The function returns the Orthogonal Linear Least Squares estimate for parameters of line ax+by+c=0
ORTHLLS2D returns the Orthogonal Linear Least Squares estimate for parameters of line a x + b y + c = 0
function f = OrthLLS2D(x, y)
Inputs x and y must be real vectors of equal size.
Output f is the real vector [a b c] where a, b and c are the estimated parameters of the linear equation.
Since a more general function called LINORTFITN has already been submitted to File Exchange (ID number: 16800) in October 2007 by Mr. F. Carr, my file is supposed to be used as a brief introduction to the analytical problem in an extremely simple case.
Orthogonal Least Squares Estimate on a plane, in the simple case of a linear equation, is in fact a problem that can be easily solved analytically with no approximation (see pdf file for detailed explanation). Notice that in the general multidimensional case, an analytical solution may not exist (although Mr. Carr's function is an efficient approximation of the solution).
% ====================================================
% EXAMPLE: HOW TO USE THE FUNCTION
% ====================================================
Build two series, given the linear relation y = mx + q + error
T = 1000; % number of points
m = -1; % slope
q = 1; % intercept
x = randn(T, 1); % random x values
u = randn(T, 1); % random error
y = m * x + q + u; % y = mx + q + error
f = OrthLLS2D(x, y); % estimate [a, b, c] for equation ax + by + c = 0
plot(x, y, '.') % scatter plot for empirical points
hold on
plot(x, [ones(T,1) x] * [-f(3); -f(1)], '*r');% plot orthogonal linear least squares
b1 = regress(y, [ones(T,1) x]); % parameters of the ordinary least squares (y as a function of x)
b2 = regress(x, [ones(T,1) y]); % parameters of the ordinary least squares (x as a function of y)
plot(x, [ones(T,1) x] * b1, '.g'); % plot ordinary least squares (y as a function of x)
plot([ones(T,1) y] * b2, y, '.c'); % plot ordinary least squares (x as a function of y)
% ====================================================
See also LINORTFIT2, LINORTFITN.
1.1 | minor edits |
Inspired by: Orthogonal Linear Regression
Inspired: Weighted Orthogonal Least Squares
Liber Eleutherios (view profile)
@Tharindu,
the command
plot(x, [ones(T,1) x] * [-f(3); -f(1)], 'r')
plots the line by using the values in x.
You could as well do the opposite and plot the line by using the values in y: it would still be the same line.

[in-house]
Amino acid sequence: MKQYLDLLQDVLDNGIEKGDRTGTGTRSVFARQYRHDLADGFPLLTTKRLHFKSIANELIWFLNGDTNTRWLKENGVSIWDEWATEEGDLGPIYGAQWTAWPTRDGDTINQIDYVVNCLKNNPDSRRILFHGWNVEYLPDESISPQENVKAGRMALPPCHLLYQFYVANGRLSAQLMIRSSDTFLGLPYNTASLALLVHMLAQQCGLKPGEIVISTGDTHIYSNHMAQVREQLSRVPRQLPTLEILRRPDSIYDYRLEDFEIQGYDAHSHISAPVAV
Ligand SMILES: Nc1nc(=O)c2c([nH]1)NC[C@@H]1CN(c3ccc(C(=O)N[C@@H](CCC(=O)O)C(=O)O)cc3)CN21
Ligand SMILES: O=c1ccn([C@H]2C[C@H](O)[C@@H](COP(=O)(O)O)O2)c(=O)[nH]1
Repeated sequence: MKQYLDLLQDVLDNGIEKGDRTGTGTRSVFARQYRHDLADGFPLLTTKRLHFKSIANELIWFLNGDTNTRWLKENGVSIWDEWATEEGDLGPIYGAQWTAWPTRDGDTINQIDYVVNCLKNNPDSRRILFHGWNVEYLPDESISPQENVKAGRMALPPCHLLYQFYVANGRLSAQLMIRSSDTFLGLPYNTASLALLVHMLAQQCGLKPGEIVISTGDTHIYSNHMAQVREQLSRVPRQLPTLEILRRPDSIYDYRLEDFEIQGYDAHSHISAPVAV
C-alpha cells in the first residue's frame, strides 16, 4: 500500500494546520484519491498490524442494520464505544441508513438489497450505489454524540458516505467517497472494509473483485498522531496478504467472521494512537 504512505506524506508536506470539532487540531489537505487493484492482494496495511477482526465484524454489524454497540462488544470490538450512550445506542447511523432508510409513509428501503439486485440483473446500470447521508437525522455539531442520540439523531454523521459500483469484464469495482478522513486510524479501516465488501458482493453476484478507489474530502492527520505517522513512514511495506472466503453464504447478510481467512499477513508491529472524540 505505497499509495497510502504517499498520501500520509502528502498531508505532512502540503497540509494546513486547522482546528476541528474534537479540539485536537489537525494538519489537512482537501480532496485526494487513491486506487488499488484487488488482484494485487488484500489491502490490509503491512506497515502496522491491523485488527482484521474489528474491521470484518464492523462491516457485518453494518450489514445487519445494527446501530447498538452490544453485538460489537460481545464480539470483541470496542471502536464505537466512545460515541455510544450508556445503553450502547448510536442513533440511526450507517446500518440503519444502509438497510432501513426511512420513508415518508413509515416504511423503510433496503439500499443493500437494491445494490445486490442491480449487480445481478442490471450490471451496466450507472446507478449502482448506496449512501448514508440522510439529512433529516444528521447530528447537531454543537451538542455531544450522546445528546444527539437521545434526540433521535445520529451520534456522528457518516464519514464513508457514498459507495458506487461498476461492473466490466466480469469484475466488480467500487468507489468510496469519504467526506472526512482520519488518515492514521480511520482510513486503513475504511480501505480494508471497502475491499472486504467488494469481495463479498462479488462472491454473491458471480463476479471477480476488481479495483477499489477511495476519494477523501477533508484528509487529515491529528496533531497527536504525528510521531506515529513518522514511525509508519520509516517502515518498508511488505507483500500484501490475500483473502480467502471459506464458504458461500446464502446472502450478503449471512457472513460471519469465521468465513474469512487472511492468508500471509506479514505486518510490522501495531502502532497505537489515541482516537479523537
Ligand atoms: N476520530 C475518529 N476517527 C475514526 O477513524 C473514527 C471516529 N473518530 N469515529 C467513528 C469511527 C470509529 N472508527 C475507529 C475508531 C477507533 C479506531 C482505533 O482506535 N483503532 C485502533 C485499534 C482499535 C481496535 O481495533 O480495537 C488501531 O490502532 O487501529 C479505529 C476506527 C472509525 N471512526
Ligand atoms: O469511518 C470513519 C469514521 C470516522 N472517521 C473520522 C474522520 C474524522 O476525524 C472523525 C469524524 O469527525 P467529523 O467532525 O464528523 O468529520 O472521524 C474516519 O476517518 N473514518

The function does not estimate [Xhat, Yhat] but, yes, I agree that an acceptable way to estimate them would be to project [x, y] orthogonally on the line.
In case the elements of x present a unique value, the function will correctly return infinity for first and third parameter and 1 for the second one.
Then I reckon an acceptable way to plot the line would just be:
plot(x(1:2), [min(y), max(y)])
Note that this is beyond the scope of the function though.
Tharindu Weerakoon (view profile)
Hi Liber,
What will happen to the output of this function if the gradient of the computed line is _infinity_ ?
For example:
x=[6.2 6.0 6.2 6.0 6.2]
y=[12 10 8 6 4 ]
Which should give a vertical line but in between y range.
But it gives vertical line with infinite length.
So how to solve this issue?
Thanks
Tharindu Weerakoon (view profile)
Hi Liber,
I have one thing to know about the outputs of the function.
You have plotted the line using
plot(x, [ones(T,1) x] * [-f(3); -f(1)], 'r')
There the x is an independent variable. Isn't it?
If I compute the both estimated values for x and y as [Xhat, Yhat] how I can do?
How to calculate the most accurate data set?
Are [Xhat, Yhat] the orthogonal points to from the original points to the line drawn using orthogonal LR?
Thanks
Liber Eleutherios (view profile)
Hi Royi, your remark is certainly correct. See LINORTFITN (FE16800 by F. Carr) for the general case.
My function is only meant to find the analytic solution to the 2D problem.
Royi Avital (view profile)
Hi,
I think it could be done much faster and easier using the SVD.
ln (view profile)